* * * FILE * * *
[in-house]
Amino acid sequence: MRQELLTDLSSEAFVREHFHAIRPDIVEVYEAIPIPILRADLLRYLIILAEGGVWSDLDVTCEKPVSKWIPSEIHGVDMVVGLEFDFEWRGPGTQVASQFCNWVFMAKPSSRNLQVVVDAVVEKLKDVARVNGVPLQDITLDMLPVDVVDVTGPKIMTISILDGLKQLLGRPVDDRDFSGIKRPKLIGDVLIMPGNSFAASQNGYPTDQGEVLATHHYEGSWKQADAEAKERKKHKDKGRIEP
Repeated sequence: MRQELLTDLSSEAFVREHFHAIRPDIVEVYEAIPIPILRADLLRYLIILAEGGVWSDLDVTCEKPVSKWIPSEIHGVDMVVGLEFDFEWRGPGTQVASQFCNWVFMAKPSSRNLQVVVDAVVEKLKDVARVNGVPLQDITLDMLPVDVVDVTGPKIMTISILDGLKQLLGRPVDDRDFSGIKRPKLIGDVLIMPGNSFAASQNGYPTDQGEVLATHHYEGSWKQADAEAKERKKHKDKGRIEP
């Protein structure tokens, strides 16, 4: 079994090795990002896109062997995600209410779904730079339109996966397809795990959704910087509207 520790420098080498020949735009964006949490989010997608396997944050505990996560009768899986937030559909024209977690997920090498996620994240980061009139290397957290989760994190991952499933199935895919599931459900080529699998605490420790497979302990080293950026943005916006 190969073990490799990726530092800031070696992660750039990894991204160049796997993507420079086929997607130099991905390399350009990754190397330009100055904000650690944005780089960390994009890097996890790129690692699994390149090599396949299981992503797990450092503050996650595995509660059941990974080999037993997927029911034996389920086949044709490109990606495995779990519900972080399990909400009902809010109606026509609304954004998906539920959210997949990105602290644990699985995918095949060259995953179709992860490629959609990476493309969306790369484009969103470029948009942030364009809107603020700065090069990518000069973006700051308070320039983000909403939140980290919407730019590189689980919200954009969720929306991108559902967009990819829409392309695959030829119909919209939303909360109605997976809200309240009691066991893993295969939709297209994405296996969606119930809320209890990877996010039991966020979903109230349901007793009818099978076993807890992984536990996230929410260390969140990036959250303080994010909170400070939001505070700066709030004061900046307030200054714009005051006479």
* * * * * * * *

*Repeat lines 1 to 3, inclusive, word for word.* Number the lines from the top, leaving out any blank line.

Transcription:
[in-house]
Amino acid sequence: MRQELLTDLSSEAFVREHFHAIRPDIVEVYEAIPIPILRADLLRYLIILAEGGVWSDLDVTCEKPVSKWIPSEIHGVDMVVGLEFDFEWRGPGTQVASQFCNWVFMAKPSSRNLQVVVDAVVEKLKDVARVNGVPLQDITLDMLPVDVVDVTGPKIMTISILDGLKQLLGRPVDDRDFSGIKRPKLIGDVLIMPGNSFAASQNGYPTDQGEVLATHHYEGSWKQADAEAKERKKHKDKGRIEP
Repeated sequence: MRQELLTDLSSEAFVREHFHAIRPDIVEVYEAIPIPILRADLLRYLIILAEGGVWSDLDVTCEKPVSKWIPSEIHGVDMVVGLEFDFEWRGPGTQVASQFCNWVFMAKPSSRNLQVVVDAVVEKLKDVARVNGVPLQDITLDMLPVDVVDVTGPKIMTISILDGLKQLLGRPVDDRDFSGIKRPKLIGDVLIMPGNSFAASQNGYPTDQGEVLATHHYEGSWKQADAEAKERKKHKDKGRIEP